Hi Beholder and all,

sorry that it took so long to get all permissions. The presentations are available as a zip-archive.]]>

Dear Obinoscopy,

thanks a lot for clarifying it this was really helpful!

Regards

Joose]]>

Dear Mittyri,

Your reply is very helpful.

I hope that I can fully understand what you mean, so I hope that I can repeat your point of view with my own words:

1. The meaning of the value of P should be stated in the hypothesis of my Protocol and set a significant level α, which I assume here α = 0.05:-).

2. For the Tmax test, I can use any test method for ordinal data as long as there is scientific evidence.

3. If I use the method of the paper to test Tmax, only the "3.2 treatment test" is meaningful when the P value of the "3.1 sequence test" sequence effect is >0.05. such as,

Scene 1: P value of sequence effect = 0.6, P value of treatment effect = 0.6

Scene 2: P value of sequence effect = 0.6, P value of treatment effect = 0.01

Scene 3: P value of sequence effect = 0.01, P value of treatment effect = 0.6

Scene 4: P value of sequence effect = 0.01, P value of treatment effect = 0.01

Among the above four scenarios, only the treatment effect of scene 1 is not significantly different.

Only the therapeutic effects of Scene 2 are significantly different,

Scene 3 and Scene 4 cannot determine whether the treatment effect is significantly different.

4. If I use the paper method to test Tmax, and if the P value of the "3.1 Sequence Test" sequence effect is <0.05, then I should use the "3.4 Treatment & Residual (simultaneous) test" instead of "3.2 treatment test".

5. I must assume that there is no significant difference between the sequence effect and the pairing effect before the "Wilcoxon signed rank test" method can be used.

6. Does it mean that the method in the paper as a whole is more extensive than the data applied by the "Wilcoxon signed rank test". In other words, the method in the paper has fewer assumptions than the "Wilcoxon signed rank test".:confused:

Kind regards,

0521]]>

Hi,

This paper is a reference to the Crossover object in the WinNonlin User Guide.

So I think I should follow the paper to interpret the results of the WinNonlin Crossover object.

I assume that the significance level is 0.05.

`no sequence effect (or drug residual effect) `

in WNL terminology.Does the first row of the effects sheet not indicate a test for sequence effects?

`No treatment effect given no sequence effect`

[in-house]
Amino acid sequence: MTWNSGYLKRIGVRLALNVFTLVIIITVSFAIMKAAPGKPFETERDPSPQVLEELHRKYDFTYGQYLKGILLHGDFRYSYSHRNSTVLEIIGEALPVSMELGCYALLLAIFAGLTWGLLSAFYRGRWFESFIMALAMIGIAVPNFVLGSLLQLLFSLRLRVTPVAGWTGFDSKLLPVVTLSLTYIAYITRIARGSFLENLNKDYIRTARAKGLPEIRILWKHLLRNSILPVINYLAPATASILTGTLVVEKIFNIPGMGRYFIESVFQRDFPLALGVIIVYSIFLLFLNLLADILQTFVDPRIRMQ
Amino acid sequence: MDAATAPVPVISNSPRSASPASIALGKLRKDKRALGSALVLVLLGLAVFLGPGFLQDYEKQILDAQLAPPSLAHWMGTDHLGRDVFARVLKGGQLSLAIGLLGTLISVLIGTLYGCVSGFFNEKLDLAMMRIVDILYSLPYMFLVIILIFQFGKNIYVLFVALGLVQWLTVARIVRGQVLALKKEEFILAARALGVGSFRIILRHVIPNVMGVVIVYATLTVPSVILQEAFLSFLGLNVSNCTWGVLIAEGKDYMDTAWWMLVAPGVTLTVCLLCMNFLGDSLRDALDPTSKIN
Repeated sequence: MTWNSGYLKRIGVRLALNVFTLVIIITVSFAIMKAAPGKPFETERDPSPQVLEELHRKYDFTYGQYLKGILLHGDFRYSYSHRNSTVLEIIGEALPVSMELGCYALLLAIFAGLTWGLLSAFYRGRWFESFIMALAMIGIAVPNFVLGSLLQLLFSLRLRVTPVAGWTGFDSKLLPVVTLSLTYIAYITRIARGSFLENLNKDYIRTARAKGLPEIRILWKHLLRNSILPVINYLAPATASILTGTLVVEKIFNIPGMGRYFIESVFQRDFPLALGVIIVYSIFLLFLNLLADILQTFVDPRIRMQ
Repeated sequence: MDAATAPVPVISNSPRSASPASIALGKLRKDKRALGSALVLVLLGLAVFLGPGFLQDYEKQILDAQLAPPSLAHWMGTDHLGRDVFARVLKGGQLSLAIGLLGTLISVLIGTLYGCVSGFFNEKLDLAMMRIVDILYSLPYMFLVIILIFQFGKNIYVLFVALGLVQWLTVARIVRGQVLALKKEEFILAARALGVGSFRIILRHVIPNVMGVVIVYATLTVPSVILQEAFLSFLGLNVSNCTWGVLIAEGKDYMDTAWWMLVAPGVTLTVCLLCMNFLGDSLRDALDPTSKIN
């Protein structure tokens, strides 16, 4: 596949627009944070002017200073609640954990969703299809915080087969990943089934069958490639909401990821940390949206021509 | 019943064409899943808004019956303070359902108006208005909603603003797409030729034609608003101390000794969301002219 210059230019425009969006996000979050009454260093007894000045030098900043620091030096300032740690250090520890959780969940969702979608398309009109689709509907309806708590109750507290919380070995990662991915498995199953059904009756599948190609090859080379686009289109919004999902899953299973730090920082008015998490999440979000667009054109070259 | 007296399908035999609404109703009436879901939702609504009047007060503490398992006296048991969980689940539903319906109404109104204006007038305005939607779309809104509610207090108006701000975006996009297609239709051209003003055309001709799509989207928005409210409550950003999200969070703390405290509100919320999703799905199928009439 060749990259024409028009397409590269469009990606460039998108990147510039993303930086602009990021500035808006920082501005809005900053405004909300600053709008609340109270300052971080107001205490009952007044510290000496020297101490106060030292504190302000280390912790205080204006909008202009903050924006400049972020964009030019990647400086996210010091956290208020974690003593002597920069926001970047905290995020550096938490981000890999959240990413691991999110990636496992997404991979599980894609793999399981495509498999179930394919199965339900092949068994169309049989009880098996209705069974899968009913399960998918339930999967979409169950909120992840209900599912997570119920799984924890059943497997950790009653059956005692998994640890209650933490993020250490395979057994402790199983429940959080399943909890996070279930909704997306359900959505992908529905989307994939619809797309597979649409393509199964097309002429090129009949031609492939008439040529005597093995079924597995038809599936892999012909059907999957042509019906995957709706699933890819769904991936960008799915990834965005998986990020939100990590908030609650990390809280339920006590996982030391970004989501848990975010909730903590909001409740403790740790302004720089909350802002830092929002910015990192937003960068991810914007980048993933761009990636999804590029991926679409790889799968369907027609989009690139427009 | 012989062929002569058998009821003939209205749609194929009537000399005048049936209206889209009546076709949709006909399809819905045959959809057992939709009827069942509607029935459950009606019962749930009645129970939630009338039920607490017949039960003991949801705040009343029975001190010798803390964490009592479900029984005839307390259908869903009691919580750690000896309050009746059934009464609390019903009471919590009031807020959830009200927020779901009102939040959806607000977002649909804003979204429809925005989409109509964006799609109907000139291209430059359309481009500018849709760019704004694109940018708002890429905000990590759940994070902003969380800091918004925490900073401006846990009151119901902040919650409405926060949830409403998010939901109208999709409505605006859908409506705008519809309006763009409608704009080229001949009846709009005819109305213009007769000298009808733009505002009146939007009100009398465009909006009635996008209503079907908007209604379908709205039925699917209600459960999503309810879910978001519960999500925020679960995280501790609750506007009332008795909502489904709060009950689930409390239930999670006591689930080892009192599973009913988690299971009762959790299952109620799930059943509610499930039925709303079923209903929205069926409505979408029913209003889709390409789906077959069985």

in WNL terminology.Does the second row of the effects sheet not indicate a test for treatment effects?

`Finally, it is appropriate to note here that if the residual effects cannot be deleted from the model, then the test procedures described in section 3.2 and 3.3 are no longer valid`

However, for this paper, 3.2 and 3.3 depend on 3.1, and only after the 3.1 test is passed, the tests of 3.2 and 3.3 can be performed.

Do you want to tell me this:-):

1. In the effect sheet, the P value judgment of the Treatment is independent of the sequence and the period.

2. All P values in the effect sheet are only statistically significant. The P value has no substantial clinical significance and should not be overly concerned. We should pay more attention to the results in the Confidence Intervals sheet.

3. For the effect sheet, we should pay attention to whether the median of Treatment_Diff_( T - R ) has clinical significance.

Other questions:confused::

1. For the nonparametric test of Tmax, is the only way to calculate the P value using "Mann–Whitney U test"?:confused:

2. For the non-parametric test of Tmax, can we use the "Wilcoxon signed rank test" to calculate the P value?:confused:

3. For the effect sheet, is the "Conclusion_Diff_(T - R)" confidence interval "0" necessary?:confused:

Edit: Full quote removed. Please delete everything from the text of the original poster which is not necessary in understanding your answer; see also this post #5 --> 16205! [Mittyri]]]>

Dear 0521,

`no sequence effect (or drug residual effect) `

in WNL terminology.`No treatment effect given no sequence effect`

in WNL terminology.I would follow the text of the article you referred:

`Finally, it is appropriate to note here that if the residual effects cannot be deleted from the model, then the test procedures described in section 3.2 and 3.3 are no longer valid`

Corresponding sequence test (unequal carry-over) in ANOVA couldn't be a reason for analysis interruption. Likely unequal carryover doesn’t exist in a properly designed study (sufficiently long washout), hence false positives could happen.

`3.3 Testing the equality of period effects when residual effects are absent`

3.4 Testing the equality of direct effects and residual effects simultaneous

(`[no period effect given no sequence effect] and [no treatment and no sequence effect]`

in WNL terminology)Yes, it could, but WNL does the trick with 3.4:

`Since the bivariate Wilcoxon test requires only an ordinal scale for ranking across subjects, it should be used instead of the sign test for general situations in which residual and/or period effects are unequal and within subject linear functions are invalid.`

Using the p-values from the Effects sheet is the same as using p-values from ANOVA: good exploratory analysis without any credible conclusions regarding bioequivalence.